Authorities ‘underestimated’ national security risk from Libya returnees
The risk to national security from people returning to the UK from Libya in 2017 was “underestimated” by the authorities, an inquiry into the Manchester Arena attack has found.
Manchester-born bomber Salman Abedi, 22, of Libyan descent flew in from the North African country four days before his suicide attack.
Abedi and his younger brother Hashem, now aged 25, who was jailed for life for helping to plot the bombing, visited Libya in 2011 with their father Ramadan during the civil war there and, according to inquiry chair Sir John Saunders, were likely to have been involved in the fighting.
Ramadan Abedi had made clear his support for suicide attacks in the Libya conflict on Facebook.
Both brothers were rescued by the Royal Navy from Libya in 2014.
Sir John’s report into whether the May 2017 Arena attack could have been prevented said the brothers were radicalised in Libya, where it is “probable” they got training or help in how to build a bomb.
In 2010, the Joint Terrorism Analysis Centre (JTAC) conducted a regional assessment of Manchester which Sir John said “accurately predicted what subsequently happened with Salman Abedi and Hashem Abedi”.
He said: “The 2010 JTAC report warned that young Libyan-linked individuals might be influenced by links to extremist groups such as the LIFG (Libyan Islamic Fighting Group).”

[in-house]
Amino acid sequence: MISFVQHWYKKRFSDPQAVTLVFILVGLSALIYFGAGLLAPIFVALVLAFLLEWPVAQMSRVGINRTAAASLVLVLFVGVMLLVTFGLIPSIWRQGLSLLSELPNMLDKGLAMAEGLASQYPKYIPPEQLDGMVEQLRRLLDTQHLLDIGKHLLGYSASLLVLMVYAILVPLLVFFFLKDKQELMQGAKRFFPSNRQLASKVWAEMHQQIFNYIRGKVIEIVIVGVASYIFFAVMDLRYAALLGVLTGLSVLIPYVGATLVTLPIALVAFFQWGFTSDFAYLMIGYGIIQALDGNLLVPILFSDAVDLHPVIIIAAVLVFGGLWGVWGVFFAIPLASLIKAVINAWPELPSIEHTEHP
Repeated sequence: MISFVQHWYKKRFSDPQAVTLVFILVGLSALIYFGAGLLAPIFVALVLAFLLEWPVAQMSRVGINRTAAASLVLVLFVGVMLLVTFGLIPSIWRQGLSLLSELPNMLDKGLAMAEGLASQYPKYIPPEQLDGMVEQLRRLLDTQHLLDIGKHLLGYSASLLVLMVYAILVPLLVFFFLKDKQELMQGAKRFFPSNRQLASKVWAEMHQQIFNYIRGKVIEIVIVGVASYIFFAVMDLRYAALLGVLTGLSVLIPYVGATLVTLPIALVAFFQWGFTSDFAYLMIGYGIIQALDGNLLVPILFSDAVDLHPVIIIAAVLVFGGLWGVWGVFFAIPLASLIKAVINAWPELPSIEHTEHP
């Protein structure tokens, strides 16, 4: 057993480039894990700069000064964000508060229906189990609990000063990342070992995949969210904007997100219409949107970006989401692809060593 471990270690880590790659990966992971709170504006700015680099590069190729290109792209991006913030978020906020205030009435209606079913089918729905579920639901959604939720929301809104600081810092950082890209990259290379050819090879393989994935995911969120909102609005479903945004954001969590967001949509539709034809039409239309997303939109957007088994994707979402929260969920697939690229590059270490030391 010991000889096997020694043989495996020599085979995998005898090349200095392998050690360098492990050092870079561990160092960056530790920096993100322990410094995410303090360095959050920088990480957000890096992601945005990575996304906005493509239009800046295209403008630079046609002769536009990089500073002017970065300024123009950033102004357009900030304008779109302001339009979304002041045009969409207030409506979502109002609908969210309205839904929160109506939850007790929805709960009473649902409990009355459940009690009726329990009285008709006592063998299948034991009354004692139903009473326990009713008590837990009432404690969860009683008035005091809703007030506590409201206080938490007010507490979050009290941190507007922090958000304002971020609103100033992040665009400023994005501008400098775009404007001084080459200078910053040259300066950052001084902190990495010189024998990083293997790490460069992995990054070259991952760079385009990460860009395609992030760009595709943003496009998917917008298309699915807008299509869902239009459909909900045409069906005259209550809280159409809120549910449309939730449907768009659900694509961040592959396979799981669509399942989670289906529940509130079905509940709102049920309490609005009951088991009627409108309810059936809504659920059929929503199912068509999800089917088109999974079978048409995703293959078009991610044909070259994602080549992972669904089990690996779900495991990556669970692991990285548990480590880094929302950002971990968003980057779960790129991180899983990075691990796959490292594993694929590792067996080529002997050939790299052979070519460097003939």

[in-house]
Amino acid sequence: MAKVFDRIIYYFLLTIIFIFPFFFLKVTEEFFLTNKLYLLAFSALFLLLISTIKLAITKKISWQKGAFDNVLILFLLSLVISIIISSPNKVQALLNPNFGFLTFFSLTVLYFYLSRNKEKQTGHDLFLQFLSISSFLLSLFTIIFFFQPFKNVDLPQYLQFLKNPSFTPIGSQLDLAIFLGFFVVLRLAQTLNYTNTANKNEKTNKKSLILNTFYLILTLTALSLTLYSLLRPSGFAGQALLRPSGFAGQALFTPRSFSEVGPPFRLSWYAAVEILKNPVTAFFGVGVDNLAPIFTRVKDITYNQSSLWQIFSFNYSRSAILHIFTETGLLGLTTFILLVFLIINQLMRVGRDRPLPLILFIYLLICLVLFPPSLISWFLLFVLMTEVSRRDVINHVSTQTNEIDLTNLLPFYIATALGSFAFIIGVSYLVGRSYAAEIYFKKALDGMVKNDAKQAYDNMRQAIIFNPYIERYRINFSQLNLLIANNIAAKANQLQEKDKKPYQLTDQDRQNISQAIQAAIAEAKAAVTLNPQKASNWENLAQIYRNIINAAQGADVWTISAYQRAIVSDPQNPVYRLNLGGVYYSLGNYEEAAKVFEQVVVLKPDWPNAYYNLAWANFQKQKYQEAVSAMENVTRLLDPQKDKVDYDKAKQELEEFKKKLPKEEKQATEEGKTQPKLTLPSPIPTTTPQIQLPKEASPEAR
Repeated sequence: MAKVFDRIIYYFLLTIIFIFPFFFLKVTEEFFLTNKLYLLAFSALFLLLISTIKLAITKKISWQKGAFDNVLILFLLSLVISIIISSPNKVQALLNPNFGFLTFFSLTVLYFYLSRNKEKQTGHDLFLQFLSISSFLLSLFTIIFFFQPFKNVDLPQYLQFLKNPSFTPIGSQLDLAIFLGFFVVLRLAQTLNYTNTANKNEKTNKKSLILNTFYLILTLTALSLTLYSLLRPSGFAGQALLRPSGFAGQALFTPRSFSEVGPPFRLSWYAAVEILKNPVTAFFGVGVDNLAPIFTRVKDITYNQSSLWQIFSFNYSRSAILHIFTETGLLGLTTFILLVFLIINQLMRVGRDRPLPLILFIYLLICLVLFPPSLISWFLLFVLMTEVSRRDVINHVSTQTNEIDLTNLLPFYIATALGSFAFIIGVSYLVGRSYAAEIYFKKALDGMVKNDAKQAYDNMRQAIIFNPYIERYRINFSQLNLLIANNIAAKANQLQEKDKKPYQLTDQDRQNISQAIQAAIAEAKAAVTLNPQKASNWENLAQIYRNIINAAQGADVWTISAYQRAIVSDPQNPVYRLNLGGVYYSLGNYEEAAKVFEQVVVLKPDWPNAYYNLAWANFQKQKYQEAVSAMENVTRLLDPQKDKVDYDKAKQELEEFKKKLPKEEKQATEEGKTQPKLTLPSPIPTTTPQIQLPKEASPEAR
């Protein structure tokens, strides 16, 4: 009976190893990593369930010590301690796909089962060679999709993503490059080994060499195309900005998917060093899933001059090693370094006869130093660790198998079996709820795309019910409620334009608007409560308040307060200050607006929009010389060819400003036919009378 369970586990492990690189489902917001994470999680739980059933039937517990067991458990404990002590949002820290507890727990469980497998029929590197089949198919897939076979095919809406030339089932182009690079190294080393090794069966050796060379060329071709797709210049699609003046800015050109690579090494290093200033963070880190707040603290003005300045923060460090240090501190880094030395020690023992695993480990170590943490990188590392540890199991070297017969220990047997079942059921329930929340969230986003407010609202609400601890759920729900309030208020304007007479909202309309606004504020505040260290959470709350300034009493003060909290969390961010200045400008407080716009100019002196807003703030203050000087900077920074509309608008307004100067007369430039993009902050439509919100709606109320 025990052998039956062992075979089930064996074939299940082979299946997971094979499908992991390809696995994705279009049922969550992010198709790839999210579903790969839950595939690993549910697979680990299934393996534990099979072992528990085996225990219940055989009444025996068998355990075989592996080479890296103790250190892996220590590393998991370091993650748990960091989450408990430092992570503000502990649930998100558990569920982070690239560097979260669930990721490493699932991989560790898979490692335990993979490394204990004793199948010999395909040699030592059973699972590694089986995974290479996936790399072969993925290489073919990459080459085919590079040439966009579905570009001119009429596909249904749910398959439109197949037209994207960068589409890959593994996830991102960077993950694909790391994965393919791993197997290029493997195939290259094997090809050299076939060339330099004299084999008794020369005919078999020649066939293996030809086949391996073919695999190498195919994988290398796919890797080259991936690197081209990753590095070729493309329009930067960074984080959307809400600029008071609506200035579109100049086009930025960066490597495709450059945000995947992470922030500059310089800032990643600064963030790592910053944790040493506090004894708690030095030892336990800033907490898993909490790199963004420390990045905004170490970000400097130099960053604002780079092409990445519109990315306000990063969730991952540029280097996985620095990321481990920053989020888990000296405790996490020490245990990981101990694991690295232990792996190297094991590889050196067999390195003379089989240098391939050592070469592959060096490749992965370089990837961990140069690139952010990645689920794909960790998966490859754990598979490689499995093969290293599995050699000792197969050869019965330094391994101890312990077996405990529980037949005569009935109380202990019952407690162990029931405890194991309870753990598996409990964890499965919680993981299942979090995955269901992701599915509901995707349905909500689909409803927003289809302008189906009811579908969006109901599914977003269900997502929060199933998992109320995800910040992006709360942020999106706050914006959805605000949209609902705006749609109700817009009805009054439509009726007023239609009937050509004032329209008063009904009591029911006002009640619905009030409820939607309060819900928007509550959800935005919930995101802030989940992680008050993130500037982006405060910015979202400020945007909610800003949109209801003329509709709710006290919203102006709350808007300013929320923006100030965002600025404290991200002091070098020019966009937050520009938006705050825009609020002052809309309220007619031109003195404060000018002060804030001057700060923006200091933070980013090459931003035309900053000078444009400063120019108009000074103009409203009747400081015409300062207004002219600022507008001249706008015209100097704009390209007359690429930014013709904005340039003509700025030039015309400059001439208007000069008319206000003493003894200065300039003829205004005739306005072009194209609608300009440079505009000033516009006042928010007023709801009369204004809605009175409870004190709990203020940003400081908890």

Sir John said it was “entirely understandable” that MI5 viewed returnees from Syria in 2017 as a greater threat to national security than Libya.
He said: “However, the focus on Syria meant that both the Security Service and Counter Terrorism Police North West underestimated the risk from Libya in 2017.
“To have ‘run the intelligence machine’ to investigate every person returning from Libya would have been impractical at that time, according to the Security Service witnesses, because there were legitimate reasons to visit Libya.
“It was necessary, for practical reasons as well as other reasons, for there to be some particular indicators that would cause the fact of somebody’s return from Libya to be treated with concern by the Security Service.
“The threshold that the Security Service applied when deciding whether to investigate any returnee from Libya was, in my view, too high and amounted to a risky position.
“This was particularly so against the backdrop of the careful assessment of JTAC in 2010, which identified a danger of radicalisation of young members of the Libyan community in Manchester.
“I accept that some threshold was required that would allow for the exercise of discretion on the part of Security Service investigators as to the extent to which they should investigate each returnee.
“The problem was that the threshold selected by the Security Service was insufficiently nuanced.
“The Security Service and Counter Terrorism Policing should learn from the situation in Libya and take precautions in relation to the threat to UK national security from individuals who have been involved in fighting overseas in future.”
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